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Catheter-directed thrombolysis reduces risk of post-thrombotic syndrome in patients with DVT in the lower limbs, CAVENT study finds

Researchers from Norway have found that additional treatment with catheter-directed
thrombolysis (CDT), when compared to standard treatment of oral anticoagulation
therapy and elastic compression stockings, reduces the risk of post-thrombotic
syndrome (PTS) in patients who suffer from deep-vein thrombosis (DVT) in their lower
limbs.


To reduce the risk of developing post-thrombotic syndrome, additional therapy is needed via
catheter-directed thrombolysis, a minimally invasive procedure that uses x-ray imaging to
administer medication to help dissolve clots through a catheter placed in the vein. This
procedure has become standard of care for the prevention of post-thrombotic syndrome in
some treatment centres, despite a lack of randomised, controlled trials demonstrating its

efficacy and safety, as well as several drawbacks including its high expense, association with
life-threatening bleeding, and tendency to convert DVT (typically an outpatient condition) to
an in-patient disease requiring hospitalisation. To evaluate whether additional treatment of
deep-vein thrombosis with CDT with alteplase reduces post-thrombotic syndrome
development following acute iliofemoral DVT (occurring in the upper thigh and/or pelvic
area), Enden et al embarked on the CAVENT (Catheter-directed venous thrombolysis in acute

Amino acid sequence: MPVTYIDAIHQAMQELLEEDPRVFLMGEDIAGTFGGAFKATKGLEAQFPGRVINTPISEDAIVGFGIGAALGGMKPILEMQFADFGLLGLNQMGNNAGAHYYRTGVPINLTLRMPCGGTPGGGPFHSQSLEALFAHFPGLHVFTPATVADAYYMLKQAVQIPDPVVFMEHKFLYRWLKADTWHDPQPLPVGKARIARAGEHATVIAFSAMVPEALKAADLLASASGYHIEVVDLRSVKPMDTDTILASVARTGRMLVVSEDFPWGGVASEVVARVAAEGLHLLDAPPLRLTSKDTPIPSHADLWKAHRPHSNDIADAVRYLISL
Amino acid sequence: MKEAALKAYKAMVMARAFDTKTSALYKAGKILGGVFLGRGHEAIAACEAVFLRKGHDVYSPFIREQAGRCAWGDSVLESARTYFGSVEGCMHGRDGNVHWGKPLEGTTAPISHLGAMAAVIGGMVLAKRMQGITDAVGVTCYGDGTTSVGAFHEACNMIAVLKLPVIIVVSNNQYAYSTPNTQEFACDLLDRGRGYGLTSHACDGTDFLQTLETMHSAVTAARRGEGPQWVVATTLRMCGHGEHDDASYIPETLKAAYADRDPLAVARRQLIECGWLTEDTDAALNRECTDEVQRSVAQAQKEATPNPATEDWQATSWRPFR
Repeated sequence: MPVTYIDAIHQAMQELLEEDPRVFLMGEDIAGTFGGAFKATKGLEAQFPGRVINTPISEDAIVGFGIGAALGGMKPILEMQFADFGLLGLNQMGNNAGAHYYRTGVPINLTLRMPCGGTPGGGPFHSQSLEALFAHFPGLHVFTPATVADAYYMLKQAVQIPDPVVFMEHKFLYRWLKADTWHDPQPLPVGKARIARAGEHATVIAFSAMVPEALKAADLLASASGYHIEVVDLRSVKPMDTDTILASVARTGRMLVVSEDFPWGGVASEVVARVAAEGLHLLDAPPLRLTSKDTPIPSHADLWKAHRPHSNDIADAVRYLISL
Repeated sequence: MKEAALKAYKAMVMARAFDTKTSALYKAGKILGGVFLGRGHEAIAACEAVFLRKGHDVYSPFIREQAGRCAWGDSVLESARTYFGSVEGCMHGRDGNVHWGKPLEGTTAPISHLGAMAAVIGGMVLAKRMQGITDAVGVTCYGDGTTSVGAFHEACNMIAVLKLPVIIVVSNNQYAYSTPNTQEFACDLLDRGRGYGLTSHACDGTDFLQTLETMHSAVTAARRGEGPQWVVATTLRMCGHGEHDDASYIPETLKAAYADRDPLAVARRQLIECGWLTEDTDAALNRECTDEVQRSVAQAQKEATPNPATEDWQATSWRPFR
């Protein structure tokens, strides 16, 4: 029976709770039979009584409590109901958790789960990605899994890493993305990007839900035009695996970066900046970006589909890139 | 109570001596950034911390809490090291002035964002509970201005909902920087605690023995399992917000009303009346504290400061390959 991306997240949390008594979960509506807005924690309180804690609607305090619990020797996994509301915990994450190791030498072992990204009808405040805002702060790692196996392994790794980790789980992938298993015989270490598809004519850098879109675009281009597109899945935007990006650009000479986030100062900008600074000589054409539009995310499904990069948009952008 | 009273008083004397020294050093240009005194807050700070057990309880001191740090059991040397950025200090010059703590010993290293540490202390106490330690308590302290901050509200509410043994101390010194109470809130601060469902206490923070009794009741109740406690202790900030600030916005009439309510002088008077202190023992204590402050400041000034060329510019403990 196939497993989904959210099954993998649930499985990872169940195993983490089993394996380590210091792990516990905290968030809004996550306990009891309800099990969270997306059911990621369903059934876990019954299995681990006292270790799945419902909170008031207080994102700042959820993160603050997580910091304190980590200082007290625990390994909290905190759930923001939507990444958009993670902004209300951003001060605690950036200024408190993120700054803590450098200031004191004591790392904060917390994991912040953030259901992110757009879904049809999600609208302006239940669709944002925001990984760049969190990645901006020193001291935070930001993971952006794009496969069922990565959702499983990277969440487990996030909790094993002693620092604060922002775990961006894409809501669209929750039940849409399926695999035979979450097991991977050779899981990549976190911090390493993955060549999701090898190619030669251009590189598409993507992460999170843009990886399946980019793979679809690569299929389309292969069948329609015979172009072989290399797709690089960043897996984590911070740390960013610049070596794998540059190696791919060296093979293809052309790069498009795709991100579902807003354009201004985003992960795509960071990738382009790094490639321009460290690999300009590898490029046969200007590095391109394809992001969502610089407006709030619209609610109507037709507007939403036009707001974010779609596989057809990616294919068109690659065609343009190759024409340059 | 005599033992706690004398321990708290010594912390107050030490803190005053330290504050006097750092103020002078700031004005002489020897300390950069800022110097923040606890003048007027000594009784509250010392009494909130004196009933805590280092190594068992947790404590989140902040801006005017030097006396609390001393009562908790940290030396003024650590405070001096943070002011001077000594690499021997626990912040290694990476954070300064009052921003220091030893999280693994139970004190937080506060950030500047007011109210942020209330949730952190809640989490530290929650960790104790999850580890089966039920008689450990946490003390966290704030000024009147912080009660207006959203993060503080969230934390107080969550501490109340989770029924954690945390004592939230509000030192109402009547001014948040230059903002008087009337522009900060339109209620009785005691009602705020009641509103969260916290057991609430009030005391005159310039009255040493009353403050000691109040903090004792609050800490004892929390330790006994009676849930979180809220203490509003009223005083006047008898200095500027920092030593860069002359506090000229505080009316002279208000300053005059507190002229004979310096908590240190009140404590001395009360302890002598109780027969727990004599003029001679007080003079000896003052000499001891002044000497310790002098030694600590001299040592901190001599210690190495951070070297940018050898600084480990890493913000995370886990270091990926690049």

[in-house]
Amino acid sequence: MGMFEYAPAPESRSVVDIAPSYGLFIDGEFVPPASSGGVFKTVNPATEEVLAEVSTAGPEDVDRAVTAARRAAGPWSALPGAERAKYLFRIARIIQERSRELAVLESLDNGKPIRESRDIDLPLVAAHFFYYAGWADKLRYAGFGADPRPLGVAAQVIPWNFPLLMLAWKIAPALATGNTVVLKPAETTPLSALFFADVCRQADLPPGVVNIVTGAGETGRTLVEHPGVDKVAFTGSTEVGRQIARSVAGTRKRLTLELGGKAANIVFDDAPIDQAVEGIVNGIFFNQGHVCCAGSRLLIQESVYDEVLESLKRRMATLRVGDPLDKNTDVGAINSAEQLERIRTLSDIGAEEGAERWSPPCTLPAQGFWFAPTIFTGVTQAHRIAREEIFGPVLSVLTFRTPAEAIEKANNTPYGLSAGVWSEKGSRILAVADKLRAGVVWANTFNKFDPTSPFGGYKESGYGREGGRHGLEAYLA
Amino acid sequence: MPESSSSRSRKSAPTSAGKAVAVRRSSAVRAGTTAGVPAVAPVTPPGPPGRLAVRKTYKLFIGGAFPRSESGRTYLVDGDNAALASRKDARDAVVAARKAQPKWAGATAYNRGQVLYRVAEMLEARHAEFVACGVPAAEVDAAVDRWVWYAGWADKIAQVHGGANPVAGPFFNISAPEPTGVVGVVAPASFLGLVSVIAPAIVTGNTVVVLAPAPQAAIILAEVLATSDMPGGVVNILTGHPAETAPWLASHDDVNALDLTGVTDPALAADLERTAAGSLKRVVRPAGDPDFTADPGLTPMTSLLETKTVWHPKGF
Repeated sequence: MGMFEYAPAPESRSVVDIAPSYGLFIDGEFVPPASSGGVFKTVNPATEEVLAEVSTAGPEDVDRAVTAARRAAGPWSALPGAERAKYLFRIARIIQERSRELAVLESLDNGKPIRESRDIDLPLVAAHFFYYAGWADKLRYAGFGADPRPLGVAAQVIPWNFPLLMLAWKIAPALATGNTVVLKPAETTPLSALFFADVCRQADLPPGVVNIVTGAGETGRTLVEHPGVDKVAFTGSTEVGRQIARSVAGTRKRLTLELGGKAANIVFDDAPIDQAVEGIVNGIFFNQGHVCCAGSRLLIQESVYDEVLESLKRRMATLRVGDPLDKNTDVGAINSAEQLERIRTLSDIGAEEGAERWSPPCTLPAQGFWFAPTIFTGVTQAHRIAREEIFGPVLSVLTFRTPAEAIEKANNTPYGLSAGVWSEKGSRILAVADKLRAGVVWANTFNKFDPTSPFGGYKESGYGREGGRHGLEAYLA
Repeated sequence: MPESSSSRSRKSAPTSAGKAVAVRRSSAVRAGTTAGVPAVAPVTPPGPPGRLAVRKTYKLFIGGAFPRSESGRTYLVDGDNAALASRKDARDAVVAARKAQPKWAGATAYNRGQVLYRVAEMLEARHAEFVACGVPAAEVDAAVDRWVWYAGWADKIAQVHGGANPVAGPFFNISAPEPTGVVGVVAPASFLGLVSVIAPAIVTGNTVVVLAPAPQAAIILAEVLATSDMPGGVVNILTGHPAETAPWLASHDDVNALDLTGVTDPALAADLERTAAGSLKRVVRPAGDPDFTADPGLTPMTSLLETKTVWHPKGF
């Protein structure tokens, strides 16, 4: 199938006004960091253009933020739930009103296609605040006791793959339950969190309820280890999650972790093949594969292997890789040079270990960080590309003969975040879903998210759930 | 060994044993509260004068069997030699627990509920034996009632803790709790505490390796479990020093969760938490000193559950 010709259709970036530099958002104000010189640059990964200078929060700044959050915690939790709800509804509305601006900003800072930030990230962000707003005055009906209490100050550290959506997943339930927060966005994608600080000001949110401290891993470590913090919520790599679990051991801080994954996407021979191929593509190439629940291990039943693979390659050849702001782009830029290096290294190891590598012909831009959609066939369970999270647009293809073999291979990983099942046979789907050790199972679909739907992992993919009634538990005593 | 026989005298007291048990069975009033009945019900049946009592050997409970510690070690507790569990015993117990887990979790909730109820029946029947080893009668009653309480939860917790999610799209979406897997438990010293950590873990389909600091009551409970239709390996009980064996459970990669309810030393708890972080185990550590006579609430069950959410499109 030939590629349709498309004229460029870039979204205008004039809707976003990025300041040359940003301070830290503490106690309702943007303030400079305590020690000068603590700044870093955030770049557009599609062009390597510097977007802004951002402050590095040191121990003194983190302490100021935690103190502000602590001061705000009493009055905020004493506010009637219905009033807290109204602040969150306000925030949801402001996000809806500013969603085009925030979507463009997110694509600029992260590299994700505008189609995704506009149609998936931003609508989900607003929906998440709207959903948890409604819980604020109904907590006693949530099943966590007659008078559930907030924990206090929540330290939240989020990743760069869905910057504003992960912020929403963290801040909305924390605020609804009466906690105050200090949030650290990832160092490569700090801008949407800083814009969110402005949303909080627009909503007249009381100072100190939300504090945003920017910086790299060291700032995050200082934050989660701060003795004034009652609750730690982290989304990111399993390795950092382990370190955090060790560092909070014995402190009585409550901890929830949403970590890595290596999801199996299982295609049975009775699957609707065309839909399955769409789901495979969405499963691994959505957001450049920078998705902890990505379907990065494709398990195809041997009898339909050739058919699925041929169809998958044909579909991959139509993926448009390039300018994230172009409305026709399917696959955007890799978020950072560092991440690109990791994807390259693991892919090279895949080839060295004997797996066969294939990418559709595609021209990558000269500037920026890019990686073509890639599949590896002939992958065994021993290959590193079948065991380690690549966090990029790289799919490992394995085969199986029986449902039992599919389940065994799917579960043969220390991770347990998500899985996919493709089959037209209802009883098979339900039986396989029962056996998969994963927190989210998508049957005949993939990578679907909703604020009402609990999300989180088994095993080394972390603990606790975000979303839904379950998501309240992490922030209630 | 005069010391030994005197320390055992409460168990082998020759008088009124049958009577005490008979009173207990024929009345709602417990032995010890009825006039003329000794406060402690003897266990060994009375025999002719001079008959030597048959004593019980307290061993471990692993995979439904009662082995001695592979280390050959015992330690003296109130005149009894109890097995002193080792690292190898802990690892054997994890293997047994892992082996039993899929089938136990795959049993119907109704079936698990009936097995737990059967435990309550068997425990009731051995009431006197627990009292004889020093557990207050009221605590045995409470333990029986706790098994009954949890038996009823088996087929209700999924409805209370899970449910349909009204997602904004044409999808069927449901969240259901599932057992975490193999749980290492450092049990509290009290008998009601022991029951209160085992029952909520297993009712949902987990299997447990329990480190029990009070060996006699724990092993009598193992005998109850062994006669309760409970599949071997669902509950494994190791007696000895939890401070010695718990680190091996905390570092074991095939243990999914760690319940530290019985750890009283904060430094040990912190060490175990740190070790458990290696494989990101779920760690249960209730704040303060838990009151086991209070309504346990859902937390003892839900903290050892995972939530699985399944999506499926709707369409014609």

iliofemoral vein thrombosis) study, a large, four-year, multicentre, randomised controlled
trial. The study was presented by Tone Ronnaug Enden, Oslo University Hospital, Norway,
on 13 December at a late breaking trials session at the 53th American Society of Hematology
meeting in San Diego, USA In this trial, 209 patients between the ages of 18 and 75 with a
first-time acute iliofemoral DVT, with symptoms present for up to 21 days, were randomised
into two treatment arms: Treatment arm A (the CDT-treated arm) had 101 patients and arm B
(control arm treated with oral anticoagulant and ECS) had 108 patients. The primary endpoint
of the trial was the frequency of post-thrombotic syndrome after 24 months of follow-up. Of
the 90 CDT-treated patients and 99 control patients who had data available for analysis,
41.1% of patients treated with CDT presented symptoms of post-thrombotic syndrome
compared to 55.6% of control patients. The difference in post-thrombotic syndrome incidence
corresponds to an absolute risk reduction of 14.4% in patients treated with CDT. Twenty
bleeding complications were reported, three classified as major and five considered clinically
relevant. None of the reported bleeding episodes caused serious complications, and there were
no pulmonary emboli, strokes, or deaths related to treatment with CDT. After six months of
follow-up, post-thrombotic syndrome developed in 36.9% of patients who no longer had a
clotted vein, as compared to 61.3% of patients who still experienced clotting. These outcomes
underscore the importance of recanalisation for preventing post-thrombotic syndrome and
ensuring positive outcomes in patients with deep vein thrombosis. “The results of our trial
show that additional treatment with CDT significantly reduces the risk of post-thrombotic
syndrome in patients with DVT, compared to standard treatment alone,” said Per Morten
Sandset, senior author and Head of Research, Clinic of Cancer, Surgery, and Transplantation,
Oslo University Hospital, Norway. “Although CDT is a promising treatment option for
patients with iliofemoral DVT, the therapy also increases the risk of bleeding, emphasising
the importance of patient selection and safety when performing CDT procedures. Our
findings suggest that CDT should be considered in patients with upper thigh or pelvic DVT.”